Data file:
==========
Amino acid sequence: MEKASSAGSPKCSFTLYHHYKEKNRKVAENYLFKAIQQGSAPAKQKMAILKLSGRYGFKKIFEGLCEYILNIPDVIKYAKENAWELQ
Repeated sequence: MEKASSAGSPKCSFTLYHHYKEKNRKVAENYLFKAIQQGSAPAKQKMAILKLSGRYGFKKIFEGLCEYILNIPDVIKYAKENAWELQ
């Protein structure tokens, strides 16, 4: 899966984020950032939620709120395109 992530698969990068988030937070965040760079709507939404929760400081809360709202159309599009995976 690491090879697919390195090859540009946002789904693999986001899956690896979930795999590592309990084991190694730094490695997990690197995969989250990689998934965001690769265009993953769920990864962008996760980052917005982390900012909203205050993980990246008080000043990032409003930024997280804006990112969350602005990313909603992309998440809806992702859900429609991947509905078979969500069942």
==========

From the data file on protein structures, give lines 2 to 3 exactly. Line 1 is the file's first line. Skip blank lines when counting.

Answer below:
Repeated sequence: MEKASSAGSPKCSFTLYHHYKEKNRKVAENYLFKAIQQGSAPAKQKMAILKLSGRYGFKKIFEGLCEYILNIPDVIKYAKENAWELQ
């Protein structure tokens, strides 16, 4: 899966984020950032939620709120395109 992530698969990068988030937070965040760079709507939404929760400081809360709202159309599009995976 690491090879697919390195090859540009946002789904693999986001899956690896979930795999590592309990084991190694730094490695997990690197995969989250990689998934965001690769265009993953769920990864962008996760980052917005982390900012909203205050993980990246008080000043990032409003930024997280804006990112969350602005990313909603992309998440809806992702859900429609991947509905078979969500069942």